Kaj Franck’s functional and refined Teema collection for Finnish mainstay Iittala gets its share of praise but this dotty grey colour scheme adds depth and texture to the staple table set. The deep-lipped plates, burly bowls and expansive serving dishes have all stayed the same – as has the set’s renowned hardiness and durability.
Danish designer Kay Bojesen didn’t monkey around when it came to toys for tots and many of his designs are finding new playmates today. These reissues of the maestro’s 1937 Sedan have endured beautifully – their streamlined forms feel as modern as ever. They come in two styles: either untreated oak or painted beech.
Anderson turns his dab hand for detail to a stop-animation adventure set in a Japanese future dystopia in which the feline-fancying mayor of Megasaki has had all dogs banished to Trash Island where the once-pampered pooches scavenge and squabble. Adventure ensues but all a mere vehicle for a witty script and stunning visuals.
The parents of 12-year-old Alyosha don’t care what happens to him after the divorce, so he runs away rather than face the orphanage. Andrey Zvyangistev paints a dark and claustrophobic image of Russia, where the illusion of traditional values clashes with the reality of loveless families, promiscuity and endless selfies. A gripping, sinister drama.
Back with a bang come Brooklyn’s best, boldest and most beautiful with a second album that rocks, rolls, punks (a bit) and also channels some mega-melodic Fleetwood Mac vibes to swoonsome effect. God, Sunflower Bean are good: the best fun you can have with your headphones on.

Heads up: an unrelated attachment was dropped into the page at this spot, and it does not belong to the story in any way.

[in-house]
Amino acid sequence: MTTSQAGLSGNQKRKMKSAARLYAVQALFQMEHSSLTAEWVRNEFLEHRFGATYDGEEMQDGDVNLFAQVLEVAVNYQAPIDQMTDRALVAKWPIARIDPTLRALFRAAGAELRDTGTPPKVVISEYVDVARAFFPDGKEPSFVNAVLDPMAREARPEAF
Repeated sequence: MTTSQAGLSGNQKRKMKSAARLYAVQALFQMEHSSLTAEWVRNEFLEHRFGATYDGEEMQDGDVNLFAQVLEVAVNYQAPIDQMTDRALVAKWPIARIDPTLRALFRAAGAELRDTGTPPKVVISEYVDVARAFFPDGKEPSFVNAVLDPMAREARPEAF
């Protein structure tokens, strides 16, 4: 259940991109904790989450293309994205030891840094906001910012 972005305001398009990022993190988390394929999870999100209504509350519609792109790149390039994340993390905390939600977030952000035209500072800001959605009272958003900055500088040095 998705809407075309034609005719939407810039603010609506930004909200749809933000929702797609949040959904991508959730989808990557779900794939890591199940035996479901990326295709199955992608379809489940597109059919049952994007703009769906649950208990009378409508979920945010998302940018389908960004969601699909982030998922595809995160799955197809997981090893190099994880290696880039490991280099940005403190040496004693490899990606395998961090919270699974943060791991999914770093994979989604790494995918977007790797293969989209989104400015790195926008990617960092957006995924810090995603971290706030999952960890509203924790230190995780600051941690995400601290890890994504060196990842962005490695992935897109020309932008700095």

As physicists scratch their heads over how something can both be emblematic of an era and yet also timeless, Tracey Thorn releases another stunning album as an example of just that. Through cool electronica, wise storytelling and banging beats, Thorn’s latest is another short, sharp arrow to the heart.
The Portland string-picker returns for a tenth solo outing on which – shock! – Laura goes electronic. Well, a bit. Beats and loops are mixed up with that one-in-a-million facility to pluck melody from thin air. A touch of Everything But The Girl (thanks again, Tracey Thorn) to go with the Emmylou Harris. Bliss.
Stübi’s mid-century furniture shop and gallery Kissthedesign started in 2010. Last November she launched Le Salon du Design in Geneva, a two-day fair celebrating vintage design.
Where’s the best place to find vintage furniture?
Design galleries are a good way to start. One can be lucky at flea markets too or even find a private seller.
You started a design festival in Geneva last year. Why?
I felt like the format was missing. Often we see fairs that are either flea markets or pricey fairs like Design Miami or Basel. With Le Salon du Design we want to celebrate high-end mid-century icons at the right price.
Why do you think mid-century furniture has stayed so popular?
When the pieces were designed people had a different approach. The makers stepped into new territory and experimented with form and materials. Experimentation meant products that still stand out.
Tell us about Swiss consumers.
Swiss customers tend to seek vintage furniture that looks impeccable, regardless of its age. Francophone parts of Switzerland prefer French design and German-speakers embrace Swiss heritage.